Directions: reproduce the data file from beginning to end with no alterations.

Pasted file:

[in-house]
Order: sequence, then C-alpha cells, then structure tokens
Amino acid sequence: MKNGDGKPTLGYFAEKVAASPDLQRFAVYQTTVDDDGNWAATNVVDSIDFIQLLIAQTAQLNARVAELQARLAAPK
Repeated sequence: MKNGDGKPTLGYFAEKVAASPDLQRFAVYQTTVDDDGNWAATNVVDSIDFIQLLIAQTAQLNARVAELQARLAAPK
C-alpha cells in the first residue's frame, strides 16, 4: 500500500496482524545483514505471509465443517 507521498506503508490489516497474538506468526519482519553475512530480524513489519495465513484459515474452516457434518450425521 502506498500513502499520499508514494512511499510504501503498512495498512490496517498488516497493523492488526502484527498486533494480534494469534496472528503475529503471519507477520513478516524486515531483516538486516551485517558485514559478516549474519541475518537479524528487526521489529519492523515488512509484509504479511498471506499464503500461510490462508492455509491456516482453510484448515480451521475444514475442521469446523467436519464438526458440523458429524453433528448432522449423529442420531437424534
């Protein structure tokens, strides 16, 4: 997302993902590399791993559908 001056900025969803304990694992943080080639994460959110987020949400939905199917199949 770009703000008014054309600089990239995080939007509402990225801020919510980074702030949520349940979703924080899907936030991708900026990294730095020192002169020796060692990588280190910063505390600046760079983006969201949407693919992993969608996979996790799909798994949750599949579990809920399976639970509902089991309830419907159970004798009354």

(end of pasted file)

[in-house]
Order: sequence, then C-alpha cells, then structure tokens
Amino acid sequence: MKNGDGKPTLGYFAEKVAASPDLQRFAVYQTTVDDDGNWAATNVVDSIDFIQLLIAQTAQLNARVAELQARLAAPK
Repeated sequence: MKNGDGKPTLGYFAEKVAASPDLQRFAVYQTTVDDDGNWAATNVVDSIDFIQLLIAQTAQLNARVAELQARLAAPK
C-alpha cells in the first residue's frame, strides 16, 4: 500500500496482524545483514505471509465443517 507521498506503508490489516497474538506468526519482519553475512530480524513489519495465513484459515474452516457434518450425521 502506498500513502499520499508514494512511499510504501503498512495498512490496517498488516497493523492488526502484527498486533494480534494469534496472528503475529503471519507477520513478516524486515531483516538486516551485517558485514559478516549474519541475518537479524528487526521489529519492523515488512509484509504479511498471506499464503500461510490462508492455509491456516482453510484448515480451521475444514475442521469446523467436519464438526458440523458429524453433528448432522449423529442420531437424534
């Protein structure tokens, strides 16, 4: 997302993902590399791993559908 001056900025969803304990694992943080080639994460959110987020949400939905199917199949 770009703000008014054309600089990239995080939007509402990225801020919510980074702030949520349940979703924080899907936030991708900026990294730095020192002169020796060692990588280190910063505390600046760079983006969201949407693919992993969608996979996790799909798994949750599949579990809920399976639970509902089991309830419907159970004798009354």